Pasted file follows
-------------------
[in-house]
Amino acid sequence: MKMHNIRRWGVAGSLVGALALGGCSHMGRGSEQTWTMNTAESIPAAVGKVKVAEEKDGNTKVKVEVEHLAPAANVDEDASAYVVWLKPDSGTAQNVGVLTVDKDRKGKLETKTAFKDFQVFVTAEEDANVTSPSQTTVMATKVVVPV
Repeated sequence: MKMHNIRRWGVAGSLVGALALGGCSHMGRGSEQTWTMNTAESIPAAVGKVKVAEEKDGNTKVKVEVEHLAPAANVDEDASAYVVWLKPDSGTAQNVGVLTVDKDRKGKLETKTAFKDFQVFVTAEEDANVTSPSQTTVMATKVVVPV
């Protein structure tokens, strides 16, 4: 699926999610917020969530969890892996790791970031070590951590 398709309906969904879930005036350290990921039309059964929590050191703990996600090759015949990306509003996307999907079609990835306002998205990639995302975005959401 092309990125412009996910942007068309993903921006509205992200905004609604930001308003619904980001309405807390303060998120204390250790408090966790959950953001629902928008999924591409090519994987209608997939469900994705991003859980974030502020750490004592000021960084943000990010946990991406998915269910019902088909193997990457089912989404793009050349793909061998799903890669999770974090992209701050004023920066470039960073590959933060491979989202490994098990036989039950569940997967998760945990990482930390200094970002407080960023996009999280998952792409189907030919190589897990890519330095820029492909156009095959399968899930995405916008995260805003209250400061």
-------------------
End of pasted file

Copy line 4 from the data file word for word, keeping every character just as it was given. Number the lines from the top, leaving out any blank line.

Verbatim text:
């Protein structure tokens, strides 16, 4: 699926999610917020969530969890892996790791970031070590951590 398709309906969904879930005036350290990921039309059964929590050191703990996600090759015949990306509003996307999907079609990835306002998205990639995302975005959401 092309990125412009996910942007068309993903921006509205992200905004609604930001308003619904980001309405807390303060998120204390250790408090966790959950953001629902928008999924591409090519994987209608997939469900994705991003859980974030502020750490004592000021960084943000990010946990991406998915269910019902088909193997990457089912989404793009050349793909061998799903890669999770974090992209701050004023920066470039960073590959933060491979989202490994098990036989039950569940997967998760945990990482930390200094970002407080960023996009999280998952792409189907030919190589897990890519330095820029492909156009095959399968899930995405916008995260805003209250400061």